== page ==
n. Blessing (in the technical or figurative sense).
"My son is three and already knows many of the brachos for foods!"
Languages of Origin
- Textual Hebrew
Heb ברכה berakhá, Yiddish ברכה brókhe
- Religious: Jews who are engaged in religious observance and have some Jewish education
- North America
- Great Britain
- South Africa
- Australia / New Zealand
- The New Joys of Yiddish, by Leo Rosten and Lawrence Bush (New York, 2003).
- Yiddish and English: A Century of Yiddish in America, by Sol Steinmetz (Tuscaloosa, 1986).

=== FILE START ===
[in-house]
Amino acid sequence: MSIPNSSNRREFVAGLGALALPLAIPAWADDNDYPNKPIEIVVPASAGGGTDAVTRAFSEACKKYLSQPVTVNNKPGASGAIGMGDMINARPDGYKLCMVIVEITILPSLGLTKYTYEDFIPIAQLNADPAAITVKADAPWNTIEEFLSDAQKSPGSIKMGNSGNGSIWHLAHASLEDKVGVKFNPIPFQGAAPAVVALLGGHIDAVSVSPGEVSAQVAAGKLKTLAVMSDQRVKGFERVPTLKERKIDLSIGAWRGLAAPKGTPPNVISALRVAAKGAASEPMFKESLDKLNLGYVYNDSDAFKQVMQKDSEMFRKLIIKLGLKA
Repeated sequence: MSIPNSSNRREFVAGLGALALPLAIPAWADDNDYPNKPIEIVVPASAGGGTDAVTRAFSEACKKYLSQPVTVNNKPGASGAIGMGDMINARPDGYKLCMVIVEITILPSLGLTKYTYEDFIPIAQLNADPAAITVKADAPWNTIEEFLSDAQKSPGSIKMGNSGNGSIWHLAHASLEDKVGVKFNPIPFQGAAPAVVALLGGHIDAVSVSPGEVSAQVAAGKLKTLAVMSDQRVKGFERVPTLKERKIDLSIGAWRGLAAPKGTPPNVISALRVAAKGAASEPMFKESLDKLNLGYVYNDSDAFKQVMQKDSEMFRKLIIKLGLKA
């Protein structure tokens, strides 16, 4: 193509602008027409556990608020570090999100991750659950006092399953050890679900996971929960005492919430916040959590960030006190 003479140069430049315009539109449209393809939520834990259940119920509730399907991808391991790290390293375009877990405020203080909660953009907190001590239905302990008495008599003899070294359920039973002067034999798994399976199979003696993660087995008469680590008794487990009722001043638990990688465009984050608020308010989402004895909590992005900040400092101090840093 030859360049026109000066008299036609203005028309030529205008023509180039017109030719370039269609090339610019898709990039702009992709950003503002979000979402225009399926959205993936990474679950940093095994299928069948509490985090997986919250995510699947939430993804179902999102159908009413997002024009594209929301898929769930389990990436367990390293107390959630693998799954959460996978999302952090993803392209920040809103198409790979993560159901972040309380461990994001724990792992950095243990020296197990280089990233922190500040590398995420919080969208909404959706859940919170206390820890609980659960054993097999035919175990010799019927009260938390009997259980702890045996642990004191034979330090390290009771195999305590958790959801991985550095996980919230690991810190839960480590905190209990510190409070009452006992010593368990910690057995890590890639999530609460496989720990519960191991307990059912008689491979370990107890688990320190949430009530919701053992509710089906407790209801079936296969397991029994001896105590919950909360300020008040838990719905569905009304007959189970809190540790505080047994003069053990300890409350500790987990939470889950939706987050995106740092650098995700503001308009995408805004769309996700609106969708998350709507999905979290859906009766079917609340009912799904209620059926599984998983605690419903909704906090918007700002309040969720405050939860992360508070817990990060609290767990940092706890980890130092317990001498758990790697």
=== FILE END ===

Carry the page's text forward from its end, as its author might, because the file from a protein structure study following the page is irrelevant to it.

- The JPS Dictionary of Jewish Words, by Joyce Eisenberg and Ellen Scolnic, (Philadelphia, 2001).
- The Joys of Hebrew, by Lewis Glinert (New York, 1992).
Who Uses This
broche, brachah, brakha, brocha, brucha, brukha, brukhe, brokhe, bracho, brocho
plural brachot / brachos / brochos / brokhes (ברכות). Also used in the phrase mazel and brocha - which indicates the satisfied sealing of a deal, especially in the diamond business.
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